rsync on Windows questions

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rsync on Windows questions

Fabian Cenedese
Hi

I'm using a cygwin compiled rsync on Windows to backup
and restore files from my local Windows computer. I'm trying
several destination types:

- remote with rsync://
- Samba share \\Server\Share
- local drive

I'm having problems with the user rights. The backup works
ok but after restoring some files I can't access them. I've
read that this is because rsync runs as cygwin user and the
*ix rights are completely different than the Windows ACLs.
I've tried various combinations of -o -g -acl -p etc. But none
worked so I could access my files immediately. Some people
had success when adding in their cygwin /etc/fstab a mount
parameter noacl. However I don't have a full cygwin, only the
rsync binary and the necessary cygwin dlls. The only
parameter that helped somehow was

--chmod=a=rwx,Da+x

Is there no other possibility? Can I maybe tell cygwin to use
a custom fstab from my installation directory? How do other
people use rsync on Windows?

And a second question: Do --copy-dest or --link-dest
help on local targets? Or does this create even
more stress on the disk?

Thanks

bye  Fabi



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Re: rsync on Windows questions

Simon Hobson-2
Fabian Cenedese <[hidden email]> wrote:

> I'm having problems with the user rights. The backup works
> ok but after restoring some files I can't access them.

That's to be expected.
NTFS has a very rich permissions system and rsync won't be capturing that. While it's a PITA, your best best is resetting permissions after restore. It's probably as 'simple' (for your own documents etc) to select the top level folder they are in, go to permissions, and have Windows re-apply them recursively - but as to the exact steps, I can't remember as Windows is something I avoid as much as I can get away with.

It's actually rather funny, but sad, that NTFS has a security model waaaaaay more capable and nuanced than most Unix systems (even some with ACLs) - yet until relatively recently, Windows didn't take advantage of this.

> And a second question: Do --copy-dest or --link-dest
> help on local targets? Or does this create even
> more stress on the disk?

I don't think NTFS supports hard links, and if it doesn't then link-dest won't work anyway.

Overall, while rsync is a good tool for many things, for backups in the Windows world it's probably not a good fit except for your own documents where it's "easy" to reset file permissions after a restore. Trying to do other than documents (ie the system and applications) is pretty well guaranteed to lead to security permissions screwed up to the point where it's not worth doing the backup in the first place.


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Re: rsync on Windows questions

Fabian Cenedese
At 10:12 01.07.2016, Simon Hobson wrote:
>> I'm having problems with the user rights. The backup works
>> ok but after restoring some files I can't access them.
>
>That's to be expected.
>NTFS has a very rich permissions system and rsync won't be capturing that. While it's a PITA, your best best is resetting permissions after restore. It's probably as 'simple' (for your own documents etc) to select the top level folder they are in, go to permissions, and have Windows re-apply them recursively - but as to the exact steps, I can't remember as Windows is something I avoid as much as I can get away with.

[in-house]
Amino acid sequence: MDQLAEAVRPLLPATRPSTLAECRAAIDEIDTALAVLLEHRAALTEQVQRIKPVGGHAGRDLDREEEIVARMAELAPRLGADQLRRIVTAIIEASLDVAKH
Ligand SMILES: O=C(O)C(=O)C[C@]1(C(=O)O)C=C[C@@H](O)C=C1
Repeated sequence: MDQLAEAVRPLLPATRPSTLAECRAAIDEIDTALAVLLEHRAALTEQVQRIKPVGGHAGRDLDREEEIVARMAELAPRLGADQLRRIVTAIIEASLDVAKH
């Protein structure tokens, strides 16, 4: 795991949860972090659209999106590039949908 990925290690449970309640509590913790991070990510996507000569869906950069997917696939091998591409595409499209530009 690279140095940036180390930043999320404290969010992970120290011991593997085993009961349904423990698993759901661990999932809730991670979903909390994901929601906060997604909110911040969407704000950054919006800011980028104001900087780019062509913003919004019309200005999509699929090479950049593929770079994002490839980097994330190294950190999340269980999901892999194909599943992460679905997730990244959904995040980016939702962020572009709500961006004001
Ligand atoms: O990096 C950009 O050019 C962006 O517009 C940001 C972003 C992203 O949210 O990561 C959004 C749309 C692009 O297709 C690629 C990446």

I know how to do it (or at least managed to do it manually), but this backup
and restore should also be usable for "normal" users that don't know about
or don't want to fiddle with access rights.

>Overall, while rsync is a good tool for many things, for backups in the Windows world it's probably not a good fit except for your own documents where it's "easy" to reset file permissions after a restore. Trying to do other than documents (ie the system and applications) is pretty well guaranteed to lead to security permissions screwed up to the point where it's not worth doing the backup in the first place.

This is meant to copy local documents so they're not lost in case of a
locky attack. This is not a complete backup, just kind of a Windows poor
man's time-machine where the files on the server are not accessible to
viruses. It'd be perfect if I could just force rsync to run as the local user
instead of some linux/cygwin user. OK, the best thing would be a native
rsync for Windows :)

There are several tools out there that use a cygwin rsync and just offer
a GUI for easier handling. I was wondering if they don't have this problem
or if they compile a special rsync without the user rights stuff.

Thanks

bye  Fabi


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Re: rsync on Windows questions

Fabian Cenedese
At 10:35 01.07.2016, Fabian Cenedese wrote:

>At 10:12 01.07.2016, Simon Hobson wrote:
>>> I'm having problems with the user rights. The backup works
>>> ok but after restoring some files I can't access them.
>>
>>That's to be expected.
>>NTFS has a very rich permissions system and rsync won't be capturing that. While it's a PITA, your best best is resetting permissions after restore. It's probably as 'simple' (for your own documents etc) to select the top level folder they are in, go to permissions, and have Windows re-apply them recursively - but as to the exact steps, I can't remember as Windows is something I avoid as much as I can get away with.
>
>I know how to do it (or at least managed to do it manually), but this backup
>and restore should also be usable for "normal" users that don't know about
>or don't want to fiddle with access rights.

I'm now trying the MinGW/MSYS rsync. That is older (3.0.8) but seems to
work much better concerning user rights.

Thanks

bye  Fabi


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